I recently started doing this with my step son.  We used Embedded Tiny Basic on my ‘portable’ lab, which contains an Arduino UNO clone, a 2 x 16 LCD, breadboard and voltmeter.  We first made one green LED blink, then added a second, red LED blink.  I used Tiny Basic to explain how to talk to the LED’s and used the DELAY instruction to make the LED’s blink at a constant interval.  I also took the opportunity to teach him binary.  We had discussed it previously, but I don’t think he really got it. Until now.  Using the DWRITE statement, which takes two parameters…pin number and a zero for off or 1 for on.  Having him use that code got him to understand the concept.  Small steps.

His mind is wandering now…’I can build a robot…a game…something to tell me when Xander is coming down the hall…’ Xander is his four year old brother. 

There are those of you out there who are thinking that this is a terrible idea, using Tiny Basic, that is.  Well, no, not really.  He is getting real instruction with a more object oriented and modern language while using Tiny Basic to learn the nitty gritty of the hardware.  You do not need a modern, object oriented language to blink an LED. 

I will post future updates on our progress as well as sample code.  Below is the code we used to blink the LED’s.

100 PRINT “INTERVAL”;: INPUT I
110 FOR X=1 TO 50
120 DWRITE 3, 1
130 DELAY I
140 DWRITE 3,0
150 DELAY I
160 NEXT X

(For single LED-it was on digital pin 3)

Assembling the NKC 65k Color LCD Shield

Assembling the NKC 65k Color LCD Shield

The NKC 65k Color LCD Shield isn’t difficult to assemble, it is, however a bit time consuming.  The most difficult part of the assembly is soldering the connector board to the LCD itself. You must carefully line it up on both the LCD AND the shield board itself.  More on that in a moment.

To begin, first make sure you have all of the parts. Compare the packing list with what you have. Once you are sure you have every thing, you need to start with the LCD.  Take the very small connector board and, carefully, solder one of the strips to the LCD. You will know where, it’s kind of obvious, but, in case you can’t, on the shield board, look for the outline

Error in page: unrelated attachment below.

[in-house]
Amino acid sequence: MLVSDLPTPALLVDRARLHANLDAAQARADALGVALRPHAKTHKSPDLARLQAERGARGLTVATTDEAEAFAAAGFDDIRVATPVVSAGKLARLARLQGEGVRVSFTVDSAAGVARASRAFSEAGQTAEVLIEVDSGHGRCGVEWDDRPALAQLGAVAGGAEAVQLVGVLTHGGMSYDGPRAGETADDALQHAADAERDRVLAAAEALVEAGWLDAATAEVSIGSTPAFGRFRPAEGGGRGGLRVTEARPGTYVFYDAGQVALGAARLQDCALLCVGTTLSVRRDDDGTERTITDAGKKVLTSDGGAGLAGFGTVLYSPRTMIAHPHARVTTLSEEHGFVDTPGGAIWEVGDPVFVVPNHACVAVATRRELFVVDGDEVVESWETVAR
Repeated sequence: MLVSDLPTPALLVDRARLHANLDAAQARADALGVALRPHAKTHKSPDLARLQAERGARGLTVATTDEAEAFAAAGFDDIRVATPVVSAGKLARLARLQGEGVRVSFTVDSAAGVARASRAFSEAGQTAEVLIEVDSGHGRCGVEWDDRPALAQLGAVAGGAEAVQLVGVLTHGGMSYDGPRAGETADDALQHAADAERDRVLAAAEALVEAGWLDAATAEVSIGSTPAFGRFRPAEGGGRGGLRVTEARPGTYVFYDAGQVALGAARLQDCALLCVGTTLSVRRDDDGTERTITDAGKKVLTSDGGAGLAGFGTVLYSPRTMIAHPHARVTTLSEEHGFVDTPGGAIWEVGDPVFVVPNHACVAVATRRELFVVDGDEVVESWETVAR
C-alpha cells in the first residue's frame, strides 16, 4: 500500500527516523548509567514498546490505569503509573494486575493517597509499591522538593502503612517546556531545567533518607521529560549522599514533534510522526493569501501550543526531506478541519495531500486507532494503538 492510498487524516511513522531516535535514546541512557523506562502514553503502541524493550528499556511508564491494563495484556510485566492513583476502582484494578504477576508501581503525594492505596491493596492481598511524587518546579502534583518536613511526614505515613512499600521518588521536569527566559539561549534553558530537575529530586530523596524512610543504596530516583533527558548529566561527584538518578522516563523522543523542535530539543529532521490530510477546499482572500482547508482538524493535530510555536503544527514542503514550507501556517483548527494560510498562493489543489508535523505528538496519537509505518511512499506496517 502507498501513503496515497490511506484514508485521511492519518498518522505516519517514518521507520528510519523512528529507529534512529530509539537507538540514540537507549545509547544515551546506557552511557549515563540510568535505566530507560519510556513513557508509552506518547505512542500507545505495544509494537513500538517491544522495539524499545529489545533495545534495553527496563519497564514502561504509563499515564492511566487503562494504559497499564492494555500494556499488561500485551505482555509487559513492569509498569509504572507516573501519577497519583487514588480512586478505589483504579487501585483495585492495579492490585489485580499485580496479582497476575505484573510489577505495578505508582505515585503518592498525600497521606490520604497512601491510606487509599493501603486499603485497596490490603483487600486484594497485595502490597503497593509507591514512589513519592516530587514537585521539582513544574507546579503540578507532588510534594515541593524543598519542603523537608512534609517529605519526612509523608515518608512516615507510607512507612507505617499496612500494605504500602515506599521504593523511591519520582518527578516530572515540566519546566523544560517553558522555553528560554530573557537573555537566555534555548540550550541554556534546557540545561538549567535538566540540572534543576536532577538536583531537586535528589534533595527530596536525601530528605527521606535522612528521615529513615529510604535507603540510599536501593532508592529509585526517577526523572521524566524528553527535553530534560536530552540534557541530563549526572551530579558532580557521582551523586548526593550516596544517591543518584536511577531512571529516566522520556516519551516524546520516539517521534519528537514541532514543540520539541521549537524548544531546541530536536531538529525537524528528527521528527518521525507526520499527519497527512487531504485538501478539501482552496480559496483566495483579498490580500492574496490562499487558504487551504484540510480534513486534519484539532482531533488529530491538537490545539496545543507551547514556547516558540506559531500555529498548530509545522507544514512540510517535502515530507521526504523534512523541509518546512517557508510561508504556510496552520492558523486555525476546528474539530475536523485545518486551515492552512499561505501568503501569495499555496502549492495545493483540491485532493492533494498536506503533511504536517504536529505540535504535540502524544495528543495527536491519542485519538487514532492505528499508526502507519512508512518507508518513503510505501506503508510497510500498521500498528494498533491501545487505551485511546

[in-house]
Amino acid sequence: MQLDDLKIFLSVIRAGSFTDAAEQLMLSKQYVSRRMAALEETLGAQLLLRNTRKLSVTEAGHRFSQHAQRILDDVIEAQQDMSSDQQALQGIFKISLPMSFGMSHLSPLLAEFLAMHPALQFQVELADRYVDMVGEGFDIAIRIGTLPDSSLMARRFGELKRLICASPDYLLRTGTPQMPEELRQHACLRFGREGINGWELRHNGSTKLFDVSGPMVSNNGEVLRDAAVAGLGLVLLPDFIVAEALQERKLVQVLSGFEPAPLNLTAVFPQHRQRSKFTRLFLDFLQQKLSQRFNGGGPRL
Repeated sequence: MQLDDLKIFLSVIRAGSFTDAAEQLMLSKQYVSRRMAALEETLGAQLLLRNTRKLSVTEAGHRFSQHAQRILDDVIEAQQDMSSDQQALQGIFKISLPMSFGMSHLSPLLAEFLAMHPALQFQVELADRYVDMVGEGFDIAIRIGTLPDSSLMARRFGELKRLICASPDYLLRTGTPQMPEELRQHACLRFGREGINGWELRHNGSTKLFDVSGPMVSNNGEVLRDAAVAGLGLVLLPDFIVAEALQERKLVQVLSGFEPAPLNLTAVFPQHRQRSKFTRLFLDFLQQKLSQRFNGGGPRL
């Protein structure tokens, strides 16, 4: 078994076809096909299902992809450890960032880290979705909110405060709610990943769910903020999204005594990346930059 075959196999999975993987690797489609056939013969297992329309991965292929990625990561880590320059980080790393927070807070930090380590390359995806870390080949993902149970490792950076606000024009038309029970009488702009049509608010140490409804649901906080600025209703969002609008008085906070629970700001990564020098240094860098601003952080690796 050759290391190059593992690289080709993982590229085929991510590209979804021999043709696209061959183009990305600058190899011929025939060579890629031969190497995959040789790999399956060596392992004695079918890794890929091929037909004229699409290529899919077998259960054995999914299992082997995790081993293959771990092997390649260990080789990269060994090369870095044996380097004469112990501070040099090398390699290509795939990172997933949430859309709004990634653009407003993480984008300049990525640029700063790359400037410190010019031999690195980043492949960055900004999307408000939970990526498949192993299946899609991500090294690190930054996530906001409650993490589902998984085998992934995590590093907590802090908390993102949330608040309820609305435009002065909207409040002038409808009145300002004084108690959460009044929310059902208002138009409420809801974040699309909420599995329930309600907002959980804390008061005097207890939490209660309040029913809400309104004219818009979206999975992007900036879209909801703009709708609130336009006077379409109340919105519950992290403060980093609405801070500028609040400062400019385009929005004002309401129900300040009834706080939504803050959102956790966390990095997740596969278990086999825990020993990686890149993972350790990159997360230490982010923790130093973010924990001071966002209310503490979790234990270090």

lcdconnectorboard.jpg

LCD Connector Board

of the LCD.  On the component side, you will see several solid tracks that appear to go nowhere. This is what you will have to line up.  Once you place the LCD on the Shield board and line them up…the LCD has a tit that goes through the board on one side, line it up using that. Once satisfied, remove the LCD and continue to solder the connector board to the LCD. When you are done, place the LCD back on the shield, make sure the board lines up and then solder it to the shield board.  Congratulations, this was the toughest part of the assembly.

 

The official instrucWP_20170201_21_48_05_Pro.jpgtions say to solder the header now.  I would advise to wait. The problem is that the resistors are difficult to solder if you insert and solder the headers first. So, I would solder those outer resistors next.  Those are the 1K and 10K resistors. While you are at it, solder all of the small, .1uf capacitors (the little bright blue capacitors) into place. A few of these are also next to the headers and in difficult spots if the headers go first.

Solder the remaining resistors into place.  The board is clearly marked, so it should be very easy to figure out where to solder them.

The two large 10uf capacitors are polarized, meaning they must be soldered in a specific way. Notice they both have a gray arrow on them, that is the negative side and must be soldered in with the arrow pointing to the negative sign or round hole on the board.C1 would have the gray arrow facing the LCD and C7 has it facing the Max232 Integrated Circuit.

For the large LM317, place in the three holes, flat side facing toward the Max232.  Solder the center pin.  Carefully, bend the LM317 backward so it is as flush to the board as you can get and solder the remaining pins.

If you have a 16 pin, through hole IC socket (one does not come with the kit) I would suggest you use it in the assembly. It is ok if you do not, it makes it easier if, for some reason, you should ever have to swap the chip out.  If you have the socket, go ahead and solder it to the board, paying attention to pin one.  If you do not have the socket, insert the chip with pin one facing the edge of the board. Pin one is where the ‘u’ shape is on the outline of the chip on the board. Once you are satisfied that you have pin one in the proper place, solder the chip to the board.